MIT and Cambridge University researchers will unveil the conceptual design for a silent, environmentally friendly passenger plane at a press conference Monday, Nov. 6, at the Royal Aeronautical Society in London.
"Public concern about noise is a major constraint on expansion of aircraft operations. The 'silent aircraft' can help address this concern and thus aid in meeting the increasing passenger demand for air transport," said Edward M. Greitzer, the H.N. Slater Professor of Aeronautics and Astronautics at MIT.
Greitzer and Professor Ann P. Dowling of Cambridge University are the lead principal investigators on the Silent Aircraft Initiative. This collaboration of 40 researchers from MIT and Cambridge, plus many others from more than 30 companies, was launched three years ago "to develop a conceptual design for an aircraft whose noise was almost imperceptible outside the perimeter of an airfield in an urban environment."
While originally conceived to make a huge reduction in airplane noise, the team's ultimate design also has the potential to be more fuel-efficient. In a typical flight, the proposed plane, which is designed to carry 215 passengers, is predicted to achieve 124 passenger-miles per gallon, almost 25 percent more than current aircraft, according to Greitzer. (For a down-to-earth comparison, the Toyota Prius hybrid car carrying two passengers achieves 120 passenger-miles per gallon.)
The project aims to develop aircraft by 2030.
The conceptual design addresses both the engines and the structure, or airframe, of a plane. Half of the noise from a landing plane comes from the airframe.
Other key features of the design include:
-- An overall shape that integrates body and wings into a "single" flying wing. As a result, both the body and wings provide lift, allowing a slower approach and takeoff, which would reduce noise. The shape also improves fuel efficiency.
-- The elimination of the flaps, or hinged rear sections on each wing. These are a major source of airframe noise when a plane is taking off and landing.
-- Engines embedded in the aircraft with air intakes on top of the plane rather than underneath each wing. This screens much of the noise from the ground.
-- A variable-size jet nozzle that allows slower jet propulsion during takeoff and landing but efficient cruising at higher speeds.
What will it take to turn the design into a plane by 2030?
"One major technical challenge is the integration of the propulsion system with the aircraft," Greitzer said. "The propulsion system, with engines embedded in the fuselage, is different than for traditional civil aircraft, in which the engines are located in nacelles below the wing. This presents a different set of issues to the designer."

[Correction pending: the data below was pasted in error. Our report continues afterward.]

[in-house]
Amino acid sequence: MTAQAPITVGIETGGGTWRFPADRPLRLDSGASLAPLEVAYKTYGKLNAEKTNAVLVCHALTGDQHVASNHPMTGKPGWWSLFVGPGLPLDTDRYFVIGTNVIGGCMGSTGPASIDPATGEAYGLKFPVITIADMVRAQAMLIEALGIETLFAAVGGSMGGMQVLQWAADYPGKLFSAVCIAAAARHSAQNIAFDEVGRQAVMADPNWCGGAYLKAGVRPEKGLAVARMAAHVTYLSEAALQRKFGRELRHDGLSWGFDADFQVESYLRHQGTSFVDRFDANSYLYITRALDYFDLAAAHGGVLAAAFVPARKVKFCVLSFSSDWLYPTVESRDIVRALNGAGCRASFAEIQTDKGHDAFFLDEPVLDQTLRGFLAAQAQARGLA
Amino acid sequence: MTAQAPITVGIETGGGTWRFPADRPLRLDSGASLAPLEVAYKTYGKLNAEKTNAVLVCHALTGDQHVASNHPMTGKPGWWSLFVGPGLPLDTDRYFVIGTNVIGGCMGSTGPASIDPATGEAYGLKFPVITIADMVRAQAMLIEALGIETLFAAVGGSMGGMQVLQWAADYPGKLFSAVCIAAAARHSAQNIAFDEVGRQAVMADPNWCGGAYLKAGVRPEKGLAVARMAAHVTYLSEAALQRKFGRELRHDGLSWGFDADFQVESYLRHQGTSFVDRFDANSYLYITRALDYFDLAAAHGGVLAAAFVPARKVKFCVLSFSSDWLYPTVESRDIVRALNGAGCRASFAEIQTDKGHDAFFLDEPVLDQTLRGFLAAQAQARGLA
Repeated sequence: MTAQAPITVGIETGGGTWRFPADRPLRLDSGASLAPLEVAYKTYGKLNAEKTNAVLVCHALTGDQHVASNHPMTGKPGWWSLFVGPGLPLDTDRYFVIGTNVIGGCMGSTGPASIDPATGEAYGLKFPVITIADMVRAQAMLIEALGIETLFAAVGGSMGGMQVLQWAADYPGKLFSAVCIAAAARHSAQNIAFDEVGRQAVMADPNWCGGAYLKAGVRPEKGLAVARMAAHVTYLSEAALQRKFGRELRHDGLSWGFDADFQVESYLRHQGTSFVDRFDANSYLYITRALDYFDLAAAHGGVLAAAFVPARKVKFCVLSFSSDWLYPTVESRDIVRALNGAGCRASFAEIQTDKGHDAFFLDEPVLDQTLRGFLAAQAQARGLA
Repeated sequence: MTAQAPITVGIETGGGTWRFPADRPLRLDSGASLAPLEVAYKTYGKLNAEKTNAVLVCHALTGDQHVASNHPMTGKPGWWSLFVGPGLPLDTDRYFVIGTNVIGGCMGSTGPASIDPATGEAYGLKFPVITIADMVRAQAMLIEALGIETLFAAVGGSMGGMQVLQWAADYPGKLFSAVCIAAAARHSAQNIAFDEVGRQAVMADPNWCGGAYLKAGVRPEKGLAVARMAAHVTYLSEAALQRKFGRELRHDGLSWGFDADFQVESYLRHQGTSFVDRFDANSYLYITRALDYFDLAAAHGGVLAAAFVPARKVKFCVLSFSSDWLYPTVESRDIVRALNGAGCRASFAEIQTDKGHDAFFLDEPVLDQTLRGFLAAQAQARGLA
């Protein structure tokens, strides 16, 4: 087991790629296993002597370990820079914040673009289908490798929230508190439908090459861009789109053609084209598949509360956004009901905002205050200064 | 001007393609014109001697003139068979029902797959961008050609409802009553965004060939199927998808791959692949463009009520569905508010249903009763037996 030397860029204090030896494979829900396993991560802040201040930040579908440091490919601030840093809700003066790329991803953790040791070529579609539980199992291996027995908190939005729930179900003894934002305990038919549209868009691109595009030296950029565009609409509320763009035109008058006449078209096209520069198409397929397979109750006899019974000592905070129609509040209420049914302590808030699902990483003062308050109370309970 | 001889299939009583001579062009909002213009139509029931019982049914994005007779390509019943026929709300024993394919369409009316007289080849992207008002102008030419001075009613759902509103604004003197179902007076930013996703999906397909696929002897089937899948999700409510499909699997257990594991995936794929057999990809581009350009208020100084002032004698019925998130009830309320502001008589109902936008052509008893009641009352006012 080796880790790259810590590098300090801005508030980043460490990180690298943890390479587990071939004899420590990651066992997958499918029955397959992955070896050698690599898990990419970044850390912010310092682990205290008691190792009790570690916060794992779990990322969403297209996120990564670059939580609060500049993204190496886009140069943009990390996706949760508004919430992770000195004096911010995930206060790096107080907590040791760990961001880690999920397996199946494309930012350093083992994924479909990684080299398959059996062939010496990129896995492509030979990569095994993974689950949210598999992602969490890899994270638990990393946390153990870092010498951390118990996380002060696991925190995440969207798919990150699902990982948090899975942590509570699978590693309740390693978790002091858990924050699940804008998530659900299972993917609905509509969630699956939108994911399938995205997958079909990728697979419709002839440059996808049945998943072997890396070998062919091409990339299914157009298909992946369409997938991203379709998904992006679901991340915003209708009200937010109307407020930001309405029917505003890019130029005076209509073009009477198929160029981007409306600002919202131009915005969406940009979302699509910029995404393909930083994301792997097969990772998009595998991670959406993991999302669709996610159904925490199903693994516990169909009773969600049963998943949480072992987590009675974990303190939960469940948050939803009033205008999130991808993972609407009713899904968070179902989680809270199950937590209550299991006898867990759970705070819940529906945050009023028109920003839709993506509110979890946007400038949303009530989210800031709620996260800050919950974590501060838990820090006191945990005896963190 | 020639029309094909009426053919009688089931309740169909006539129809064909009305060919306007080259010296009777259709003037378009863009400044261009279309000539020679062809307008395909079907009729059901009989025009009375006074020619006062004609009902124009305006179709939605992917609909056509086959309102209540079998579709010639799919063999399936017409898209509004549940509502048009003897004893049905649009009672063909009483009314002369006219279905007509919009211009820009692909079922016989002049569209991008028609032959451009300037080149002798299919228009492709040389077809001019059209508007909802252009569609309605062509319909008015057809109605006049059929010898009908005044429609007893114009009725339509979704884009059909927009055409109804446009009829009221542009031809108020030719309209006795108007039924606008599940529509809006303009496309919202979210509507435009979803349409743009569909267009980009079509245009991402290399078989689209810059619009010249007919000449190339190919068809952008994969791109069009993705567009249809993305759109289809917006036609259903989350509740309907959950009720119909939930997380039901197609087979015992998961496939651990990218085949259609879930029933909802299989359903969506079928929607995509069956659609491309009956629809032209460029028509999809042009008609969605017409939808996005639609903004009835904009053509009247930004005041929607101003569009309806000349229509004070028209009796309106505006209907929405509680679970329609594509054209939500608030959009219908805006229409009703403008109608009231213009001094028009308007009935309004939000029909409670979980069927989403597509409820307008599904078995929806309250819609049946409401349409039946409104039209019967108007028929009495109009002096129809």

Zoltan S. Spakovszky, C. S. Draper Associate Professor in MIT's Department of Aeronautics and Astronautics, also cited the integration of the propulsion system as a key challenge. Spakovszky and James I. Hileman, a research engineer in the department, are the chief engineers, or day-to-day managers, for the project.
He explained that in today's airplanes, with engines hanging below the wings, air flows unimpeded into the engine. In the new design, however, air traveling into the air intakes on top of the plane will behave differently. This is because the air particles flowing close to the plane's body experience friction. As a result, "the particles flow at a lower velocity near the surface of the plane than in the free (air) stream," Spakovszky said. The new engine must be designed to operate in these strongly nonuniform airflows.
A second important technical challenge involves the craft's unconventional airframe, Spakovszky said. "The structural integrity of a pressure vessel allowing this single wing-like shape needs to be ensured and poses a major challenge."
Greitzer emphasized that the collaboration between MIT, Cambridge University and their industrial partners was key to the end result.
"Collaboration and teaming occurred in essentially all aspects of the project. The Silent Aircraft Initiative has been very much an enterprise in which the whole is greater than the sum of the separate parts," he said.
Spakovszky referred to the overall team effort as the best part of the project. "Technical expectations were taken for granted, but working well across the Atlantic was not a given," he said. "It was a very, very neat experience."
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